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  • Writer's pictureEloise Palmateer

Inflammation Nation

How Stress and Inflammation are Affecting your Health

Inflammation is a normal biological response that humans could not live without. However, when certain contributors like stress and excess body weight lead to too much inflammation, it becomes a serious threat to our health. Chronic inflammation plays a major role in a multitude of conditions including diabetes, cardiovascular disease, cancer, and even depression. As an emerging field in medicine, recent news articles and media reports have referred to it as the new “silent killer.” 

Stress is a huge contributor to chronic inflammation. High levels of stress over a prolonged period of time have been found to alter gene expression of immune cells. It prepares them to fight infection or injury-related tissue trauma, triggering the initiation of pro-inflammatory pathways. 

In a study published by Molecular Psychiatry, researchers found that high levels of stress can even buffer the effects of healthy eating. A group of 58 women were provided a meal high in saturated fat, and two weeks later were fed a nearly identical meal, except this time it was much lower in saturated fat. The results showed that those who reported low levels of stress had a greater inflammatory response to the meal higher in saturated fat. However, in those who reported high levels of stress, there was no significant difference between inflammatory markers in response to low saturated fat versus high saturated fat.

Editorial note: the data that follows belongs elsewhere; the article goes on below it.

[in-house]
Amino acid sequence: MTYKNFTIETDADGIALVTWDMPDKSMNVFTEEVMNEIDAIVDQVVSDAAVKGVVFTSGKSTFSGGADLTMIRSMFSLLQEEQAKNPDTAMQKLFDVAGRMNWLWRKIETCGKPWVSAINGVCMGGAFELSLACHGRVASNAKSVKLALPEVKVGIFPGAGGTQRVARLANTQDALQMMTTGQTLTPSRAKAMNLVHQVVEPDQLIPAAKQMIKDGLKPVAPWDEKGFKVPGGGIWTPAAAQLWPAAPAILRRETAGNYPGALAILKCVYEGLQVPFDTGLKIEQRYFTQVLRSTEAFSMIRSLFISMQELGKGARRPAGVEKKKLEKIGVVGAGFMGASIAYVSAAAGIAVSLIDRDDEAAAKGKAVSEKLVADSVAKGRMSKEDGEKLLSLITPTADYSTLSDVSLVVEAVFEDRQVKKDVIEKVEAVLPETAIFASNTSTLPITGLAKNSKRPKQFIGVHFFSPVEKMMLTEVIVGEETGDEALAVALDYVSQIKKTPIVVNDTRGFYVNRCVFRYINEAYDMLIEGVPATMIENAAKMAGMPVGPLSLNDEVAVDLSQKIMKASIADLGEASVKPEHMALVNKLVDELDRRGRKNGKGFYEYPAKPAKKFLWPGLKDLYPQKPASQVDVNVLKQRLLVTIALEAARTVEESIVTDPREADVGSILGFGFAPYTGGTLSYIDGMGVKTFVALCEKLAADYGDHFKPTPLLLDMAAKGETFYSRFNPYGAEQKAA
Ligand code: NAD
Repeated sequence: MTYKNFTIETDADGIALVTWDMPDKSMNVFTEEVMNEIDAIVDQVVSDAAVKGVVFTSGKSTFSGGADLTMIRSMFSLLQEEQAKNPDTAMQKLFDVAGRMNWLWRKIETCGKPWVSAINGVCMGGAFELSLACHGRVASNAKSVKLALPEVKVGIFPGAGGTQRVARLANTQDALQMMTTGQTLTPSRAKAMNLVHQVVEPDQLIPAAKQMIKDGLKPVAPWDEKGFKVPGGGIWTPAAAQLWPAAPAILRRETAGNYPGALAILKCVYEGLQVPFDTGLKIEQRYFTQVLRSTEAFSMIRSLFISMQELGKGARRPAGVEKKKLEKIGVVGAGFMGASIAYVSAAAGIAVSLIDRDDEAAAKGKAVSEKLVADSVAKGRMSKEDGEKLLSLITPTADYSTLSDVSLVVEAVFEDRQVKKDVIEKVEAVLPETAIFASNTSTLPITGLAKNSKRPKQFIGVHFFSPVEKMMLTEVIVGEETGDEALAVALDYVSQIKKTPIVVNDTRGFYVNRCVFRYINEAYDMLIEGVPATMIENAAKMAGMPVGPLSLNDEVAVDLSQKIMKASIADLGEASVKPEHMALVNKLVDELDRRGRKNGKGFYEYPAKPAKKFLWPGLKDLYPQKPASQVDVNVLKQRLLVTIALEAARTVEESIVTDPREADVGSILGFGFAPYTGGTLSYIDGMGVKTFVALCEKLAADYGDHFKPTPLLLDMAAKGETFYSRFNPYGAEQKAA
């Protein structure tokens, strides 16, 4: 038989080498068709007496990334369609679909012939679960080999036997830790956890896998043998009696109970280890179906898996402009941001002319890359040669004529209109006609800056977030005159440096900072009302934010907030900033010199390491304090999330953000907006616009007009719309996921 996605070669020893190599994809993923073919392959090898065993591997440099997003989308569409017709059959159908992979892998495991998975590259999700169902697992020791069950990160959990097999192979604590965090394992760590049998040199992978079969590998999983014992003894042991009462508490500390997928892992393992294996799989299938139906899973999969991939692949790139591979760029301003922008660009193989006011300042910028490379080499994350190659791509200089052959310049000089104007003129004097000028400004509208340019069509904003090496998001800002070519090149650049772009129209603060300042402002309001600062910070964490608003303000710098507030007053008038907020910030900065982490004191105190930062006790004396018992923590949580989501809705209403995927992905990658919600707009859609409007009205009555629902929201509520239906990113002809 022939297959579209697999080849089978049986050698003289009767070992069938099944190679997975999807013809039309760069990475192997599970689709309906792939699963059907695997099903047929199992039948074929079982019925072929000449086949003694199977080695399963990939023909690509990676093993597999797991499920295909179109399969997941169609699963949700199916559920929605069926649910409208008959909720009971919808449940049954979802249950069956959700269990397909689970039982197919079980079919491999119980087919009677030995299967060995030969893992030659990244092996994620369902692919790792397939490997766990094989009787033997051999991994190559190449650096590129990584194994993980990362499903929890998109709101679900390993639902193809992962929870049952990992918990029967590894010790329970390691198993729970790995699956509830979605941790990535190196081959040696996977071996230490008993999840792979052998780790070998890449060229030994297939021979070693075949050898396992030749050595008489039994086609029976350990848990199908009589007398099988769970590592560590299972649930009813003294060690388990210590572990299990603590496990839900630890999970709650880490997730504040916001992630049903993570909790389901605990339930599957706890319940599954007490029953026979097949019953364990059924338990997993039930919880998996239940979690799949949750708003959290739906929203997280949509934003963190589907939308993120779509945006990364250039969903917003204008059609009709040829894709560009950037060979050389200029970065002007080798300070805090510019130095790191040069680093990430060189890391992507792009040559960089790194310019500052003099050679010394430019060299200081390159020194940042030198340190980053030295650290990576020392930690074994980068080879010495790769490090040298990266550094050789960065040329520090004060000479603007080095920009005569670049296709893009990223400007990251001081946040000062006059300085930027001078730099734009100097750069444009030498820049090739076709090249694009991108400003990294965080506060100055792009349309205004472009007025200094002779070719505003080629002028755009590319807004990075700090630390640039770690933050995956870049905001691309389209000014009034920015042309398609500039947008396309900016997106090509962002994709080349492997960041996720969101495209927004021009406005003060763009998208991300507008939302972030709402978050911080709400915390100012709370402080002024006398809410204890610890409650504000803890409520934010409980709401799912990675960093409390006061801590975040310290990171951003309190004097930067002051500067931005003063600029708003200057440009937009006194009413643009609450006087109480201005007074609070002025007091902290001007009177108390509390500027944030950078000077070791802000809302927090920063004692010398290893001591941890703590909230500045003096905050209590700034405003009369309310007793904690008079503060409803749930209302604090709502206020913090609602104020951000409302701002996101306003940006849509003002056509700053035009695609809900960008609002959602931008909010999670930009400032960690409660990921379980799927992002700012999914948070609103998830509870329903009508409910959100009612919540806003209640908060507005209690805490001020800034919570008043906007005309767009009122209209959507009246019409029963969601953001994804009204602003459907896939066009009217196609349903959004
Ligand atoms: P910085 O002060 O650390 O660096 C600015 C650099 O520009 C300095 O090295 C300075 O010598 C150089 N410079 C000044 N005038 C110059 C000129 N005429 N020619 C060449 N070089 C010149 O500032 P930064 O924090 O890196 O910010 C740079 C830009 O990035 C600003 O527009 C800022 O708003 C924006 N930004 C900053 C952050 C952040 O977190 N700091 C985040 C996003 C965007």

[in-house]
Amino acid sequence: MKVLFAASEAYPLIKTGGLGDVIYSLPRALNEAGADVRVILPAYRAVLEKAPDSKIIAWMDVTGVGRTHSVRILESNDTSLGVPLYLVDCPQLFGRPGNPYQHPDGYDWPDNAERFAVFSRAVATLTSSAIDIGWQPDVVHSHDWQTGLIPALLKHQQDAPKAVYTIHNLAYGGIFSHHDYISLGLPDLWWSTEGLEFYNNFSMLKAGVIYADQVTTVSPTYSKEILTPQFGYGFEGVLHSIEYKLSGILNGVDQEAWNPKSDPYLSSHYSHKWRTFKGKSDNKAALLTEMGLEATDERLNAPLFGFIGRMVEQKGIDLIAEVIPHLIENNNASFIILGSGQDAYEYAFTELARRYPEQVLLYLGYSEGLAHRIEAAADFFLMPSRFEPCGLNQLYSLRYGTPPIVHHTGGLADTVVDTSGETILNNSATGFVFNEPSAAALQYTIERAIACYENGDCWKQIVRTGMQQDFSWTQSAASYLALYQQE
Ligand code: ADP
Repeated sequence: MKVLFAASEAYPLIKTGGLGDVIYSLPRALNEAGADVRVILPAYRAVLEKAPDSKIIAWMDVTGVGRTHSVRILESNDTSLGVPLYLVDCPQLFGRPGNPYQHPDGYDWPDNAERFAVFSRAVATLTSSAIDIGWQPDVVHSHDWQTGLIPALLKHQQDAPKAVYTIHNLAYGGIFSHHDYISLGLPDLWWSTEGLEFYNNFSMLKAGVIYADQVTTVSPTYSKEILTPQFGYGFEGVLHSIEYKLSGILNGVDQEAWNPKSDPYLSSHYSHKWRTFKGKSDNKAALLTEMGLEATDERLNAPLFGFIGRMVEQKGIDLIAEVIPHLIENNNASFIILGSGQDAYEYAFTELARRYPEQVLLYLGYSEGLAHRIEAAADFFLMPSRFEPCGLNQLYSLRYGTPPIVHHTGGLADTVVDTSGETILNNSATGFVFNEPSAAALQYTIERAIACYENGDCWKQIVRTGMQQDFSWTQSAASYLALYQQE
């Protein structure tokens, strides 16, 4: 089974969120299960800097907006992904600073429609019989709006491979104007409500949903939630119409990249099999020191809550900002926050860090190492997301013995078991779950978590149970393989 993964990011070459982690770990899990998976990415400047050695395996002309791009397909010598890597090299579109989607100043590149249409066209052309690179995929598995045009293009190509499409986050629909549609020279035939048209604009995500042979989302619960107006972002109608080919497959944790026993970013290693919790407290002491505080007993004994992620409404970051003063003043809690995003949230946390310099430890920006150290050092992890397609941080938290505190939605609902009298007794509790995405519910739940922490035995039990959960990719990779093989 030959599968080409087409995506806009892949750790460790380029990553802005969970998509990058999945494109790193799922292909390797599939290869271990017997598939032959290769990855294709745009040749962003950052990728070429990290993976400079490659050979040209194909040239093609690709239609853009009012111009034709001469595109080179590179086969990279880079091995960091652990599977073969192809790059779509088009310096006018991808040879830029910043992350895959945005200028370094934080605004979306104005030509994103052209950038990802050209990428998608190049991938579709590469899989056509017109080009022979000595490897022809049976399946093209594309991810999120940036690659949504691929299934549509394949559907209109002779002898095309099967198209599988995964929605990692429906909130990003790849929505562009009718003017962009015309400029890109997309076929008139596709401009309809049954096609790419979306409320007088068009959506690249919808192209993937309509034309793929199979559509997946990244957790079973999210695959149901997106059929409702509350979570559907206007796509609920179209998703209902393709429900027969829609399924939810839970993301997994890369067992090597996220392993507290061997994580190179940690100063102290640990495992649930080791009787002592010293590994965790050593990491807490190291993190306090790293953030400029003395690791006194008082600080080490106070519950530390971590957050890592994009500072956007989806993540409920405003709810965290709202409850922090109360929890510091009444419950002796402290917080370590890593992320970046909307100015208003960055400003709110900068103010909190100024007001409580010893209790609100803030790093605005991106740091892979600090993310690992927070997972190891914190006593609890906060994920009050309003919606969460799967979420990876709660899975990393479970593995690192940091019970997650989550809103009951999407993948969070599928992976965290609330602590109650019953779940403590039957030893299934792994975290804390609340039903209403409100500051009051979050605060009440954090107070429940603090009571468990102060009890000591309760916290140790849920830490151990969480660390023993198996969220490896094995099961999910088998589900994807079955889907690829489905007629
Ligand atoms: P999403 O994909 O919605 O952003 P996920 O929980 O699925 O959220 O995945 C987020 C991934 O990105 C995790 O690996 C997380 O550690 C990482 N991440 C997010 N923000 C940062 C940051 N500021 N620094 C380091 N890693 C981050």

According to the Statistic Brain Research Institute, 77% of adults in the United States regularly experience physical symptoms caused by stress. Additionally, they found that job pressure is the number one stressor in the U.S. Are you stressed out over work? Try a few of these practices to help you relax and manage the tension you may be experiencing:

  1. Take a walk. Research shows that spending time outdoors can boost energy levels and reduce fatigue. It has also been shown to relieve stress and help improve attention.  

  2. Practice Meditation. While meditation can go on for an hour or more, benefits can be obtained in just a few minutes. Download an app like Headspace or Calm and take a few minutes out of your day to help relieve stress and increase calmness and clarity. 

  3. Write it down. Keep track of your stressors at work by jotting them down in a journal. Include what it is that is bringing you stress, how this affects your thoughts and work ethic, and how you react to it. This will help you to identify patterns and then brainstorm some coping techniques.  

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